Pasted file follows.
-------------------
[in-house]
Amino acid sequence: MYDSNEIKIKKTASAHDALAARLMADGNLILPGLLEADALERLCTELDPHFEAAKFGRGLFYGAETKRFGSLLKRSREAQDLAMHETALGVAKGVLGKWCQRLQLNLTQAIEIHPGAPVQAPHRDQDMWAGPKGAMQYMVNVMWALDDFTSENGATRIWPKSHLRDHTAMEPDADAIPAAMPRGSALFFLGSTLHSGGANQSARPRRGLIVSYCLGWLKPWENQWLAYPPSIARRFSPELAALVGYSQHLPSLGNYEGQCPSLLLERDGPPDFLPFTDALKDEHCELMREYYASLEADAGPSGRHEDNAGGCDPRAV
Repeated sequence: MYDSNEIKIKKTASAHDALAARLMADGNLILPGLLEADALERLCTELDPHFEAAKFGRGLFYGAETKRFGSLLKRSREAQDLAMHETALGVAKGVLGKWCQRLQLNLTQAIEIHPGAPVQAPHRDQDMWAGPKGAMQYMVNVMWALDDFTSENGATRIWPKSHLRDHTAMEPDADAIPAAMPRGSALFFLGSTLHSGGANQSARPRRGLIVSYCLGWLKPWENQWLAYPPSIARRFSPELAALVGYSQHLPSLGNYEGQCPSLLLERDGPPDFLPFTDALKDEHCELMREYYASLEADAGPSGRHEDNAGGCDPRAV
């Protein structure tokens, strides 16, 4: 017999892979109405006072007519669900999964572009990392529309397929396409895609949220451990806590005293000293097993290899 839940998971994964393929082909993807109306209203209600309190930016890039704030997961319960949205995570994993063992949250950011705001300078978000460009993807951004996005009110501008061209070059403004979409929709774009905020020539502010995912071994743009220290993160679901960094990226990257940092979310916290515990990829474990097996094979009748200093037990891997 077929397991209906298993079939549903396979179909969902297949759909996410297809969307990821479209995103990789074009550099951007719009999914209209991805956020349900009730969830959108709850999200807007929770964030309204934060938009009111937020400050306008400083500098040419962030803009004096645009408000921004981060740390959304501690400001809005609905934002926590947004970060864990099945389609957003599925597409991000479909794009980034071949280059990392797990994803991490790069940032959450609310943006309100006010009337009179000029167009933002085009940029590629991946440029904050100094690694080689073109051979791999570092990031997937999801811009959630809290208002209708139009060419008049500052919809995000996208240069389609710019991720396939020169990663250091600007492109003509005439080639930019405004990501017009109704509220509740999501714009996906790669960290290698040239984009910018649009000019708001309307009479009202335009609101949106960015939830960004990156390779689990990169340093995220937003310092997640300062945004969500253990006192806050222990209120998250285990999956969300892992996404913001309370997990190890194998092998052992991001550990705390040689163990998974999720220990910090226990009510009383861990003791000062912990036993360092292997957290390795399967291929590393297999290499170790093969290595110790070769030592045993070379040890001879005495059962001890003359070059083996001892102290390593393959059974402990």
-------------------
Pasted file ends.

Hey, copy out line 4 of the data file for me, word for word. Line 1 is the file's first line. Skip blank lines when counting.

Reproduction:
């Protein structure tokens, strides 16, 4: 017999892979109405006072007519669900999964572009990392529309397929396409895609949220451990806590005293000293097993290899 839940998971994964393929082909993807109306209203209600309190930016890039704030997961319960949205995570994993063992949250950011705001300078978000460009993807951004996005009110501008061209070059403004979409929709774009905020020539502010995912071994743009220290993160679901960094990226990257940092979310916290515990990829474990097996094979009748200093037990891997 077929397991209906298993079939549903396979179909969902297949759909996410297809969307990821479209995103990789074009550099951007719009999914209209991805956020349900009730969830959108709850999200807007929770964030309204934060938009009111937020400050306008400083500098040419962030803009004096645009408000921004981060740390959304501690400001809005609905934002926590947004970060864990099945389609957003599925597409991000479909794009980034071949280059990392797990994803991490790069940032959450609310943006309100006010009337009179000029167009933002085009940029590629991946440029904050100094690694080689073109051979791999570092990031997937999801811009959630809290208002209708139009060419008049500052919809995000996208240069389609710019991720396939020169990663250091600007492109003509005439080639930019405004990501017009109704509220509740999501714009996906790669960290290698040239984009910018649009000019708001309307009479009202335009609101949106960015939830960004990156390779689990990169340093995220937003310092997640300062945004969500253990006192806050222990209120998250285990999956969300892992996404913001309370997990190890194998092998052992991001550990705390040689163990998974999720220990910090226990009510009383861990003791000062912990036993360092292997957290390795399967291929590393297999290499170790093969290595110790070769030592045993070379040890001879005495059962001890003359070059083996001892102290390593393959059974402990």